Sophomore Year at NEC



Earlier this year, I decided to switch from coffee (double cream, double sugar, 3x/day) to green tea. It worked wonderfully as a caffeine substitute.I gouged down the magic elixir while walking in the morning to choir, before classes at noon, at six with dinner and 9pm when the solo study sessions were getting boring or right before I went for my “composition shift” from 10pm to midnight. Maybe a small cup before bed at 1 or 2 in the morning.

Thankfully I didn’t just spend time drinking tea and studying and composing. Some of this year’s highlights comprised of a performance of a  fully memorized first part to the Messiah with the Chamber Singers and the NEC Chamber Orchestra,opening the NEC 150th anniversary celebration season, seeing the Berlin Philarmoniker perform in Boston (life changing!) the launch of the NEC snapchat account, being a first time voter in the French elections and 13 new pieces. I switched studio teachers to a split-studio between Michael Gandolfi and Ken Schaphorst, head of composition studies and jazz studies respectively. Though different in character, they have been tremendously supportive of my projects, compositions, and have guided me with incredible patience. I also turned 20!


the Berliner Philarmoniker in Boston, Symphony Hall


with my teacher, Michael Gandolfi after the premiere of his "Ballet Ruse"


performing the first part to the Messiah


 at the NEC 150th anniversary, with Lake Street Dive and NEC musicians. my other teacher, Ken Schaphorst, is standing behind the them


with Rae Gallimore, after the Tuesday Night New Music premiere of "Willow" for viola and piano


The biggest project this semester was the launch of N.M.E. (pronounced Enemy), a new music ensemble some colleagues and I have been wanting to start. Students from NEC, Harvard, Boston Conservatory at Berklee and Juilliard came together are performed contemporary works by Louis Andriessen, Kati Agocs, Andy Akiho, Michel van der Aa and myself. The evening was a success, considering how difficult the months leading up to it were. Here are lessons and advices that came out of my experience:

 1. The role of a performer is to perform. The role of an administrator is to let the performer be the artist. As an administrator, you are not performing - your role is to give the best circumstances for the performers to prepare and excel at their craft.


2. Do not assume a role you cannot be accountable for - especially in admin. You have to do your work as efficiently as possible otherwise this will simply lead to disorganization, and delays, thus creating chaos for, and within, the ensemble.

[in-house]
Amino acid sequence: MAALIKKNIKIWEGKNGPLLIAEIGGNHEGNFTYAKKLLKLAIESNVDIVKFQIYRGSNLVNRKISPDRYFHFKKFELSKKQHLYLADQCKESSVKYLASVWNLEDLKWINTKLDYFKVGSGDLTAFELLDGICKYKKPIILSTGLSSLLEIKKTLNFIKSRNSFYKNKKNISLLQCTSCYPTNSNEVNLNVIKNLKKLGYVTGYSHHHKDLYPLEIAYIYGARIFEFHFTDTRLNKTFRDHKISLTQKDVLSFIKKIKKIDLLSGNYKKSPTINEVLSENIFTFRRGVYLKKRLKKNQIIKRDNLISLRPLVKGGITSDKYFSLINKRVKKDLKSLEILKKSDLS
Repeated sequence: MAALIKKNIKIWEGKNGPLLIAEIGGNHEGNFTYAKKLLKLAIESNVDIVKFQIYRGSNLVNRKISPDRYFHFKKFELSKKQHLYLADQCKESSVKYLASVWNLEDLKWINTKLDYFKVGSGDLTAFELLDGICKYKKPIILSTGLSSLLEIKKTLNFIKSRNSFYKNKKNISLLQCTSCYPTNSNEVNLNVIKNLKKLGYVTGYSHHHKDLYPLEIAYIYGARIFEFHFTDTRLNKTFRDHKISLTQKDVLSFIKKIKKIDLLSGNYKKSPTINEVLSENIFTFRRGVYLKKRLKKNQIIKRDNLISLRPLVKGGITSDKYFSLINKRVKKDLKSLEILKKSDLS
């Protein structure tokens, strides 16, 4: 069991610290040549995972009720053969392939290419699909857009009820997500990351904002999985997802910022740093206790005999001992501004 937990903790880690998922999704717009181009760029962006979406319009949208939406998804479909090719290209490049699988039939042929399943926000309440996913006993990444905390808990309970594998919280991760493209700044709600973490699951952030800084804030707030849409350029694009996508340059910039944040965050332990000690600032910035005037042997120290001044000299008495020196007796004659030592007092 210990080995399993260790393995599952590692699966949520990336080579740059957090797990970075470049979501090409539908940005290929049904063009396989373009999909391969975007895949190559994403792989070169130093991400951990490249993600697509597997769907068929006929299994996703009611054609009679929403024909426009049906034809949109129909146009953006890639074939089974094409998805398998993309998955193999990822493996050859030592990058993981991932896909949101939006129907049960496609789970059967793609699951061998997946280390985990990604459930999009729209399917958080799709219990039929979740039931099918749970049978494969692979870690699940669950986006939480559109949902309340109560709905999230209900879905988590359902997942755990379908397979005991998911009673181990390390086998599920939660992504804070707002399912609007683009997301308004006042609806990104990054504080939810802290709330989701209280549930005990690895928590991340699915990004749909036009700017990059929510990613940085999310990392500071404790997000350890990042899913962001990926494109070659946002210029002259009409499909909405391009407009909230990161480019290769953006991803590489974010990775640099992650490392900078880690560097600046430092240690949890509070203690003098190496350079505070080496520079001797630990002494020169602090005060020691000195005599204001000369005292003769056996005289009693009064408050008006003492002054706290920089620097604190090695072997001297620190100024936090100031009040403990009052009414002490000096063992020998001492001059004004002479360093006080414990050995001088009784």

Reed Puleo, one of our percussionists from the Boston Conservatory at Berklee, instructs members of N.M.E. 


3. Attitude is everything. Be nice and respect others. A bad experience to a musician means they won’t want to play new music again, form a certain opinion of new music and/or will never work with you again.

Zlatomir Fung, first prize of the 2016 George Enescu Competition,performs Akiho's "Three Shades, Foresahdows"


4.There is no “leader”, only leading. Even if you do most of the work in the ensemble, you are not entitled to be the “owner” of a group. Let your work speak for you, and people will value you and follow your lead. Thirst for power can create hierarchy under which members will have a more or less important role. In a new music ensemble - everyone matters. If you claim a title or position but have not worked for it, you simply will not get it. 


5. Do it because you enjoy it - not because it makes you look smarter. This ties in a little bit to the previous point. I believe that if you are extremely good at something you really love doing, you will eventually gain notoriety. If your motive is to only for optics, you are not being sincere with your colleagues and to Art. 





Putting N.M.E. together was challenging, but necessary if one wishes to gain skills and experience in management and communication. Looking back on this year, and particularly this past semester, I realized I pushed myself too much. I have always been a workaholic. Since my pre-teens, I had to juggle a busy schedule between school, homework, judo and swim practice, rehearsals and multiple lessons. Though I quit sports, and my education has solely reduced itself to the study of music, my stress levels have gone off the charts,I realized I was pushing myself too far in trying to get everything perfect, and it has affected my health. 

For the first time in a while, I am welcoming summer with open arms and spending time with family, taking a break from work and relinquish to lazy summer days.


clockwise, starting upper left: Moira, Daniel, Isaac and I at the beginning of the year


sunset of Boston two days before the start of school


weekend in New Hampshire


before I left for the summer, I visited the Matisse exhibition at the MFA. Catch it before it ends if you're in Boston!